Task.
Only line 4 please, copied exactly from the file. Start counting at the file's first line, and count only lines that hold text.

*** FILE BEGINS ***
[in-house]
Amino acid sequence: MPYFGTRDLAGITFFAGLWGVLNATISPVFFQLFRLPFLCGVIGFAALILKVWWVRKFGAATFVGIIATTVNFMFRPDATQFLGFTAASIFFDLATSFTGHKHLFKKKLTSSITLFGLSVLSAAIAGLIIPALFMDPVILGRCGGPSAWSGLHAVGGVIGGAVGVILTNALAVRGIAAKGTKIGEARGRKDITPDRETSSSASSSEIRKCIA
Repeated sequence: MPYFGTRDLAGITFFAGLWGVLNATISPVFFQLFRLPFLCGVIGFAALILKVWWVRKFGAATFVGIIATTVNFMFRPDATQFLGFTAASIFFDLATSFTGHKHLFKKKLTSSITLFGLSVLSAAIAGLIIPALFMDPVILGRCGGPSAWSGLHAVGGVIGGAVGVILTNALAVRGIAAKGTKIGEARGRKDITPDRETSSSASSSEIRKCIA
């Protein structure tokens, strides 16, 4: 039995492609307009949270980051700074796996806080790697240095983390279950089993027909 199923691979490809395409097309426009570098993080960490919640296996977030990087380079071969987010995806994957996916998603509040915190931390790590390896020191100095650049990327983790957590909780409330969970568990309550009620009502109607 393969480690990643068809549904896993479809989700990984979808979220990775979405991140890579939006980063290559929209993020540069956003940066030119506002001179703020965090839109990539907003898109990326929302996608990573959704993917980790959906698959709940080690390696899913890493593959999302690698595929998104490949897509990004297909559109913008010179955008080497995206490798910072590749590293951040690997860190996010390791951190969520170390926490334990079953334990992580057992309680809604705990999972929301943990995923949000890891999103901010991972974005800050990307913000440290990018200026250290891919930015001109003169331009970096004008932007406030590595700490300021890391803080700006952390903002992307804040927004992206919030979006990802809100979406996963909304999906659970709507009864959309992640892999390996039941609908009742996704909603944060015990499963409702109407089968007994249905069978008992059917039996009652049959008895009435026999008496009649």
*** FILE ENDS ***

């Protein structure tokens, strides 16, 4: 039995492609307009949270980051700074796996806080790697240095983390279950089993027909 199923691979490809395409097309426009570098993080960490919640296996977030990087380079071969987010995806994957996916998603509040915190931390790590390896020191100095650049990327983790957590909780409330969970568990309550009620009502109607 393969480690990643068809549904896993479809989700990984979808979220990775979405991140890579939006980063290559929209993020540069956003940066030119506002001179703020965090839109990539907003898109990326929302996608990573959704993917980790959906698959709940080690390696899913890493593959999302690698595929998104490949897509990004297909559109913008010179955008080497995206490798910072590749590293951040690997860190996010390791951190969520170390926490334990079953334990992580057992309680809604705990999972929301943990995923949000890891999103901010991972974005800050990307913000440290990018200026250290891919930015001109003169331009970096004008932007406030590595700490300021890391803080700006952390903002992307804040927004992206919030979006990802809100979406996963909304999906659970709507009864959309992640892999390996039941609908009742996704909603944060015990499963409702109407089968007994249905069978008992059917039996009652049959008895009435026999008496009649």